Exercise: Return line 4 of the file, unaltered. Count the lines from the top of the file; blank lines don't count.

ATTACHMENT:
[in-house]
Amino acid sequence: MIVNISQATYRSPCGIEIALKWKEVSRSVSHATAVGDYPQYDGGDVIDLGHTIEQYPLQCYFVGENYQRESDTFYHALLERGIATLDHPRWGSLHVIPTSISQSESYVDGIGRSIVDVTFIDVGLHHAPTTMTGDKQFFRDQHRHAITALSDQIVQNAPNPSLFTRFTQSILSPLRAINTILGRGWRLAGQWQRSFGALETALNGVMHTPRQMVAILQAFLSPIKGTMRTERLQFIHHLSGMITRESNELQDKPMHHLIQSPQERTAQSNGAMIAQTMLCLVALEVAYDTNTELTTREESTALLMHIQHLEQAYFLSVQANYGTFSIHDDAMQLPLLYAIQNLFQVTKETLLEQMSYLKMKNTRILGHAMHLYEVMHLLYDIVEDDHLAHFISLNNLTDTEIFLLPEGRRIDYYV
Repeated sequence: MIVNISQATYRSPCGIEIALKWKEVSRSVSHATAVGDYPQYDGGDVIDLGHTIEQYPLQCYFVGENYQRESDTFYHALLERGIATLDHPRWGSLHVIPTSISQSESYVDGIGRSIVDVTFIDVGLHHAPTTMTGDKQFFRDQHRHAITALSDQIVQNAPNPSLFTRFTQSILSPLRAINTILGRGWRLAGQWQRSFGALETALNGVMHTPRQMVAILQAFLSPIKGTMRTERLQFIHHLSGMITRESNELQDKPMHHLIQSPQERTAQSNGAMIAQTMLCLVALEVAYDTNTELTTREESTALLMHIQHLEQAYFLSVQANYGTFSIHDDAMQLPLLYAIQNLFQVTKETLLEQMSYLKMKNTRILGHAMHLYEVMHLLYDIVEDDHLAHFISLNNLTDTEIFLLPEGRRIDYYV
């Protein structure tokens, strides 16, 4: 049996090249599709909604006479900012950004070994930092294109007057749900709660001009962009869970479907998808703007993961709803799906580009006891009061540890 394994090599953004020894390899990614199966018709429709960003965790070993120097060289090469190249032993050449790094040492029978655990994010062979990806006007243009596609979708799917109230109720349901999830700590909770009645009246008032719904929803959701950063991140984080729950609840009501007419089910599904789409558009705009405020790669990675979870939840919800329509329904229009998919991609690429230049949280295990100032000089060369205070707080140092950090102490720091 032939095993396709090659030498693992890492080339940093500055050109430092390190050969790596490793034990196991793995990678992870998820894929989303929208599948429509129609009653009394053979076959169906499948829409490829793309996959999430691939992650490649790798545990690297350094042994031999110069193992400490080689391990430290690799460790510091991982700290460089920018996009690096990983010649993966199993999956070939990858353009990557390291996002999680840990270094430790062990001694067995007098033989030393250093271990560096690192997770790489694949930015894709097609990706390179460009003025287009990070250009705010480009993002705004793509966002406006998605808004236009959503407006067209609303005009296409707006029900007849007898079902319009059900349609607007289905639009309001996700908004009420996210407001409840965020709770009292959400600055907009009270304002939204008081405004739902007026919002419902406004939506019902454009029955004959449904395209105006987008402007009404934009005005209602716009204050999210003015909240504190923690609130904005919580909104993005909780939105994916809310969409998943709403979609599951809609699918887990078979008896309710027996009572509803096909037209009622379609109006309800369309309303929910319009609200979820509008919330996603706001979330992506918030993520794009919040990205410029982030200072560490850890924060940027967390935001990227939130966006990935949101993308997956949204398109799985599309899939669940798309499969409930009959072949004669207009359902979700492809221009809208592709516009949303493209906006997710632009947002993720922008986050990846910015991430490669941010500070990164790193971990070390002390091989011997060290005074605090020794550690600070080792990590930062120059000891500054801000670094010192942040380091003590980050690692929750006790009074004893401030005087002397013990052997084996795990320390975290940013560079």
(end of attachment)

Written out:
């Protein structure tokens, strides 16, 4: 049996090249599709909604006479900012950004070994930092294109007057749900709660001009962009869970479907998808703007993961709803799906580009006891009061540890 394994090599953004020894390899990614199966018709429709960003965790070993120097060289090469190249032993050449790094040492029978655990994010062979990806006007243009596609979708799917109230109720349901999830700590909770009645009246008032719904929803959701950063991140984080729950609840009501007419089910599904789409558009705009405020790669990675979870939840919800329509329904229009998919991609690429230049949280295990100032000089060369205070707080140092950090102490720091 032939095993396709090659030498693992890492080339940093500055050109430092390190050969790596490793034990196991793995990678992870998820894929989303929208599948429509129609009653009394053979076959169906499948829409490829793309996959999430691939992650490649790798545990690297350094042994031999110069193992400490080689391990430290690799460790510091991982700290460089920018996009690096990983010649993966199993999956070939990858353009990557390291996002999680840990270094430790062990001694067995007098033989030393250093271990560096690192997770790489694949930015894709097609990706390179460009003025287009990070250009705010480009993002705004793509966002406006998605808004236009959503407006067209609303005009296409707006029900007849007898079902319009059900349609607007289905639009309001996700908004009420996210407001409840965020709770009292959400600055907009009270304002939204008081405004739902007026919002419902406004939506019902454009029955004959449904395209105006987008402007009404934009005005209602716009204050999210003015909240504190923690609130904005919580909104993005909780939105994916809310969409998943709403979609599951809609699918887990078979008896309710027996009572509803096909037209009622379609109006309800369309309303929910319009609200979820509008919330996603706001979330992506918030993520794009919040990205410029982030200072560490850890924060940027967390935001990227939130966006990935949101993308997956949204398109799985599309899939669940798309499969409930009959072949004669207009359902979700492809221009809208592709516009949303493209906006997710632009947002993720922008986050990846910015991430490669941010500070990164790193971990070390002390091989011997060290005074605090020794550690600070080792990590930062120059000891500054801000670094010192942040380091003590980050690692929750006790009074004893401030005087002397013990052997084996795990320390975290940013560079």